Far from an introverted experience, the forces shaping U.S.-China policy came from abroad as well. These remained weak though not unimportant. In the case of Europe, the authors make the point that the European Union and the United States shared the same economic incentive of protecting the trade they enjoyed with China. Michael Yahuda's essay suggests that a lack of coordination between the EU and America over China signified Europe's inability to influence U.S.-China policy. He views this as unfortunate because Europe and the United States would have benefited from mutually supporting trade agreements with the PRC. Additionally, these western powers could have worked together to ensure that China adhered to arms control treaties. There was little commonality of purpose in these areas, however, because the United States largely ignored Europe. In Asia, Japan's reluctance to impose economic sanctions or to harshly criticize Beijing following the Tiananmen Square massacre helped the Bush administration's push for continued engagement. Still, there was no coordination here either. In chapter 8, Seiichiro Takagi argues that Japan's caution grew out of sensitivity to its own past aggression on the mainland and because it did not want to foster a movement that might destabilize China (pp. 243-44). Takagi downplayed Japan's economic ties to the PRC, an obvious factor and one that explains this country's mitigated response to Tiananmen in less altruistic terms. While the same factor helped stay the hand of the United States, Japan exerted very little influence on U.S. policy. Rather, its decision to show reserve merely reinforced America's pre-existing position (p. 245). For Takagi, this "general lack of leverage" is regrettable but hardly surprising (p. 262).
A concluding chapter argues that from China's viewpoint, a willful United States set its own policy regarding U.S.-Chinese relations and that America's chief interest was containing the emerging power of this Asian country. For this reason, any "low political" issues where the two countries did agree, such as trade, educational exchanges, the environment, immigration controls, and crime, gave way to this "high political" issue of China trying to free itself from American interference. This dichotomy means that increasing ties have enabled both countries to overcome a "learning curve" in order to better understand "each side's domestic processes" (p. 289). In this sense, the two powers influence one another's policies for the better as they strive for cooperation. There are limits, however, because this contact also revolves around the Cold War reality of China seeking to deter American hegemonic tendencies, a complaint validated by the open disdain U.S. leaders show for China's political system (p. 292).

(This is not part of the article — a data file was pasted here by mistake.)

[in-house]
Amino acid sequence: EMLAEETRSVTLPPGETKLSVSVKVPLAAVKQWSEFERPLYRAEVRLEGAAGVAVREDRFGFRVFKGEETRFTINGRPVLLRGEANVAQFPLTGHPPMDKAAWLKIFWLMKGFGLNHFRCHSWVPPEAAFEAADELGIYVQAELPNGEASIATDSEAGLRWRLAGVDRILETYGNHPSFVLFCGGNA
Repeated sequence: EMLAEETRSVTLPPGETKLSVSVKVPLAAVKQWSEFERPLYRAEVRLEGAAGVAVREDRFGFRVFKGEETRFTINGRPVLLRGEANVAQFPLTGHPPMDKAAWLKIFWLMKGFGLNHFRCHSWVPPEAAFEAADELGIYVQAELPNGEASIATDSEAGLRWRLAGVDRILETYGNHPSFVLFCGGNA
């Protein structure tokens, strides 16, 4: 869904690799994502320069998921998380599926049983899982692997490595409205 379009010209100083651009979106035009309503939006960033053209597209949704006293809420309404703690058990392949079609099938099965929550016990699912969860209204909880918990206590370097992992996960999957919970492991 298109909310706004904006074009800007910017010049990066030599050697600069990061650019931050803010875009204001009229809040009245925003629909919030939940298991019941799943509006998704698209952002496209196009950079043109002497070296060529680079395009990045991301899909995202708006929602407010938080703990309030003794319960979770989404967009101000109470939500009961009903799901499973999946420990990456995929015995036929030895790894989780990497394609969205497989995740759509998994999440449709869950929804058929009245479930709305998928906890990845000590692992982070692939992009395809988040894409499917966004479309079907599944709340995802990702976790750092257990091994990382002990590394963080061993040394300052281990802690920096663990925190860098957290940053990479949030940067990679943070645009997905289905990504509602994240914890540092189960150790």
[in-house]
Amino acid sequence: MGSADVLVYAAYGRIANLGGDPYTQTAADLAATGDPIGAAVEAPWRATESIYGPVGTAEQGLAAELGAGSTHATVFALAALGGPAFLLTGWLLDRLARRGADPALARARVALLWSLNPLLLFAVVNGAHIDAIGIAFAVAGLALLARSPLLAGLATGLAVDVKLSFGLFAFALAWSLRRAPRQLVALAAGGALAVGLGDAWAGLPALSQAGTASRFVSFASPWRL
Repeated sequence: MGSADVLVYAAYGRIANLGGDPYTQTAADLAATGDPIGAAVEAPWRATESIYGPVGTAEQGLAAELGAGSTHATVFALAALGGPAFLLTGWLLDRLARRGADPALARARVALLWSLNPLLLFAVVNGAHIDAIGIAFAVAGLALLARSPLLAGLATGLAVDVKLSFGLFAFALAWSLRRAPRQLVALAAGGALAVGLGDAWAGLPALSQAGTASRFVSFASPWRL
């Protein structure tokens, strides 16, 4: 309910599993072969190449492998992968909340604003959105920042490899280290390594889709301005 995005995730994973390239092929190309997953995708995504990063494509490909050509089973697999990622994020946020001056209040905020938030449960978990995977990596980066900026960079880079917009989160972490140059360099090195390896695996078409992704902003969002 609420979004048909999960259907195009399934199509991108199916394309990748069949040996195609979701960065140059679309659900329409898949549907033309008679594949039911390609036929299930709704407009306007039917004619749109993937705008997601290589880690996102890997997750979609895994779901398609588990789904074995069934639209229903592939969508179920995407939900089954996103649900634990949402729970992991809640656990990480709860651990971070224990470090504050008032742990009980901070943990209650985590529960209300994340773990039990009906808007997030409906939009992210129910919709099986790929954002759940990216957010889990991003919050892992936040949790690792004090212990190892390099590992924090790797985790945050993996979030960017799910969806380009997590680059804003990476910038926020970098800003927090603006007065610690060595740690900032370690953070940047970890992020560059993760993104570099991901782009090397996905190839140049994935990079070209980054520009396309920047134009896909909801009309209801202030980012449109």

Should this be an accurate picture of how China and the United States perceive each other, one has to wonder if the "transaction costs" that helped produce "institutional gridlock" in the American political system exemplify the virtue of democracy more than they retard the development of an effective policy. Competing groups and legal restrictions certainly make for a slowly changing policy, and one largely independent of outside influence, as these authors point out, but perhaps this is the best kind of policy to respond to the violent fissures that surface periodically in China's system of government. In general, this book suggests that U.S.-China relations developed just as they should have in the late 1980s and 1990s, since America kept its own counsel and did not make hasty decisions in a volatile environment.
Citation: Matthew J. Flynn . "Review of Ramon H. Myers, Michel C. Oksenberg, and David Shambaugh, Making China Policy: Lessons from the Bush and Clinton Administrations," H-Diplo, H-Net Reviews, March, 2003. URL: http://www.h-net.org/reviews/showrev.cgi?path=177121051388557.
Republished with permission from H-Net Reviews.
Chinese companies are among the world's largest video game firms. They are on the move in some of the fastest growing markets.
Throughout its history, the Chinese Communist Party has sought to dictate what is written and taught about its past. And some have always found ways to offer a fuller picture of what they and others have experienced.